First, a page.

Opinion: Abolishing the filibuster won’t fix the Senate

“United States Capitol building” by Bernt Rostad is licensed under CC BY 2.0

The United States Senate is in a state of crisis. Many serving senators of both parties have lamented that the Senate is a broken institution. Seventy former senators have decried the way the chamber acts or, rather, fails to act.  

Though blame for this crisis has been attributed to a multitude of causes, many have laid it at the foot of the filibuster.

An arcane parliamentary procedure, the filibuster allows one senator to stall passage of any legislation. Unless 60 senators vote to override the filibustering senator in a motion called cloture, the legislation cannot pass.

Unified Democratic control of Washington, albeit with razor-thin majorities, has thrust the filibuster back into the spotlight as Senate Majority Leader Chuck Schumer (D-NY) and his caucus debate abolishing the filibuster. 

Democratic senators are entertaining this discussion because the once rare filibuster is being used regularly now, imposing a 60-vote supermajority requirement to pass most forms of legislation. Pointedly, Schumer refused to agree to protect the filibuster when Senate Minority Leader Mitch McConnell (R-Ky.) sought such a reassurance in the formal Senate organization resolution. 

Before proceeding, it is useful to dispel two common misconceptions about the filibuster and the Senate.

The filibuster is not part of the Framers’ intent. The historical record is clear: the filibuster was an unintended consequence of Aaron Burr’s initiative to clean up Senate rules in 1805-1806. Furthermore, the Senate didn’t even realize that they had made it impossible to cut off debate in the Senate, as demonstrated by the fact that the first filibuster would not occur for over three decades after the rule change.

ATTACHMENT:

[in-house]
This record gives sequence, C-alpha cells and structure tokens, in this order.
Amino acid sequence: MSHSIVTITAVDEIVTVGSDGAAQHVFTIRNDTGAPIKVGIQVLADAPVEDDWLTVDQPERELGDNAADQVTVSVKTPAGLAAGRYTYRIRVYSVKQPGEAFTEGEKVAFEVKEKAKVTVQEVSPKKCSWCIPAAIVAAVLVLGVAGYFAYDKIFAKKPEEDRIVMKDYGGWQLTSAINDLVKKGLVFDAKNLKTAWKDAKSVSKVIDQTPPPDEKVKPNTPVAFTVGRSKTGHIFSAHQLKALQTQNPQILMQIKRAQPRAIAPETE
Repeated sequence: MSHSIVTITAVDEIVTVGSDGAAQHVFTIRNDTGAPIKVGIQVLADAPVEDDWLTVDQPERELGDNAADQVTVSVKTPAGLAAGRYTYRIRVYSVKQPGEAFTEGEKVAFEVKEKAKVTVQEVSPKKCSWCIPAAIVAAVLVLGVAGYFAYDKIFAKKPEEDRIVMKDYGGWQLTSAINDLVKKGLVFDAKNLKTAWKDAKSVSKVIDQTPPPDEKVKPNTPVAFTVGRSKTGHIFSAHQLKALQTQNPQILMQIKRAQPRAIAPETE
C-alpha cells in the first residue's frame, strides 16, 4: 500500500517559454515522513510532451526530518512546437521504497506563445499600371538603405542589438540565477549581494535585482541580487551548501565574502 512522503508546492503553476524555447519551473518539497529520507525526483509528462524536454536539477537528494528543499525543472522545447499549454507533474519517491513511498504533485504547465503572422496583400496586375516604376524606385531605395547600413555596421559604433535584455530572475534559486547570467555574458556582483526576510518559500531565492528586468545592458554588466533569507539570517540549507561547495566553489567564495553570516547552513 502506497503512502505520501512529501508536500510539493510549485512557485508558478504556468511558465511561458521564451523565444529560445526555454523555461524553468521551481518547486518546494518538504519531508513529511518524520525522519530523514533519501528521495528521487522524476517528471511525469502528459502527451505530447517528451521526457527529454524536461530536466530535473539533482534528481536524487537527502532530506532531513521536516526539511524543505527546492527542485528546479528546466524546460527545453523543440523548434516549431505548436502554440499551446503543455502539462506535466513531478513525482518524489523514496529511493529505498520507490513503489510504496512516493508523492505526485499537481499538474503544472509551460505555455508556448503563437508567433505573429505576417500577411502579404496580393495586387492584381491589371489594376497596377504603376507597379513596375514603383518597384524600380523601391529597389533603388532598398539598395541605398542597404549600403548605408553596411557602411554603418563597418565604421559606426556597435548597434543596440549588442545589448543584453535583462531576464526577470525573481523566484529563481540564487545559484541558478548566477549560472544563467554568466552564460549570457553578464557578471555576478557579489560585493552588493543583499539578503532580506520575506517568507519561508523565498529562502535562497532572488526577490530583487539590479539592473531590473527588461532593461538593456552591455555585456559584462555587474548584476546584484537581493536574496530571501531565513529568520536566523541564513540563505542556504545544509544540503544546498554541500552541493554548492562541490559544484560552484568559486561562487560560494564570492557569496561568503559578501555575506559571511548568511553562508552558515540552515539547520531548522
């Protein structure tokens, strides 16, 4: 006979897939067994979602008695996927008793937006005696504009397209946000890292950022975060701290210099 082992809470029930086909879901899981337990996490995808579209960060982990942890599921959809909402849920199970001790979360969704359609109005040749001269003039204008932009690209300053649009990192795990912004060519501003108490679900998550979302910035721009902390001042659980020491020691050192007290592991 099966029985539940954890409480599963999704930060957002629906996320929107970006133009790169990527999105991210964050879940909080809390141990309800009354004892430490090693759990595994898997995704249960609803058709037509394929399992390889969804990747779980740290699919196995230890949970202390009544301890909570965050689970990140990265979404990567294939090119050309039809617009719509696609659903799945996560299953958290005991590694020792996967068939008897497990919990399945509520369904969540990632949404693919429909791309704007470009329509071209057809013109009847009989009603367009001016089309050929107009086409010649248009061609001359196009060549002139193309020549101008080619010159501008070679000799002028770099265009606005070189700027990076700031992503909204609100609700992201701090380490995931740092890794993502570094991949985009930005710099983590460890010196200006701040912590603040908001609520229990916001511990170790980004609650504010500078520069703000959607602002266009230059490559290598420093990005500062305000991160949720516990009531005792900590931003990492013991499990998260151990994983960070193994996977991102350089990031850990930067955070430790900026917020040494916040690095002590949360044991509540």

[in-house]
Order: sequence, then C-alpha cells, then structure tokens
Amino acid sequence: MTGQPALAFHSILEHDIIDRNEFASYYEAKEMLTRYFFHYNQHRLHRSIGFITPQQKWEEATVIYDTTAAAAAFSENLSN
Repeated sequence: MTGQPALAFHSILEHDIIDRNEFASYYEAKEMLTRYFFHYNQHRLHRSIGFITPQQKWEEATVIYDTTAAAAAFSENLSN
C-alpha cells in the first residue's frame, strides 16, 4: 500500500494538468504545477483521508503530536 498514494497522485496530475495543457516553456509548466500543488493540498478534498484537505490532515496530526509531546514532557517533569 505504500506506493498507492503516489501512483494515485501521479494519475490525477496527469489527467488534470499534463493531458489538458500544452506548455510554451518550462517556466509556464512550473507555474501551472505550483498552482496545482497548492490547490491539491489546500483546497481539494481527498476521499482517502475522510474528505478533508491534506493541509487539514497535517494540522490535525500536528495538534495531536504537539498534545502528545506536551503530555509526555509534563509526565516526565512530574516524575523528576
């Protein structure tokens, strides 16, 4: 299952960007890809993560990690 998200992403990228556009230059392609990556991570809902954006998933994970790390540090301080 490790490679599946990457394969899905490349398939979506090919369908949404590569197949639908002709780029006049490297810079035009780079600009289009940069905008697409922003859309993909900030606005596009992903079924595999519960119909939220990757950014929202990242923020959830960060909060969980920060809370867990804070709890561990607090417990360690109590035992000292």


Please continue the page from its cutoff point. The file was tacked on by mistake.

No, abolishing the filibuster will not enable Democrats to pass President Biden’s agenda unimpeded. The Democrats have no margin in the Senate. A single defection would doom any Democratic effort in a filibuster-less Senate unless it could attract Republican co-sponsors. 

Nor is the Democratic Senate Caucus unified internally. The caucus is an ideologically diverse group ranging from the conservative Democrat Sen. Joe Manchin (D-W.Va.) to democratic socialist Sen. Bernie Sanders (I-Vt.)

Less than two months into the new Congress, Manchin has already gone on the record, breaking with progressive priorities, such as restructuring the Supreme Court and the $15 federal minimum wage

Therein lies the crux of the issue. Right now, the Senate filibuster discussion remains just a discussion. Two of Schumer’s caucus members, Sens. Kyrsten Sinema (D-Ariz.) and Manchin, have been emphatic that they will not vote to abolish the filibuster. Unless and until they change their minds, any discussion of the Democratic Party abolishing the Senate filibuster in this Congress is merely an academic exercise. 

That does not mean Democrats should ignore the issue. Schumer was right to not let McConnell dictate the rules of the Senate. If Republicans return to the obstructionist tactics they engaged in when President Obama was in office, Schumer would be right to explore avenues to weaken the filibuster that might win support from Sinema and Manchin. It does mean that Democrats should be careful not to raise expectations among their votes that they cannot fulfill.

Whether the Senate filibuster is abolished or not, the Senate will remain a minoritarian institution (the 50 Democratic senators in the Senate represent more than 40 million more Americans than the 50 Republican senators) and the Senate will remain a significant challenge for much of Biden’s ambitious, progressive platform

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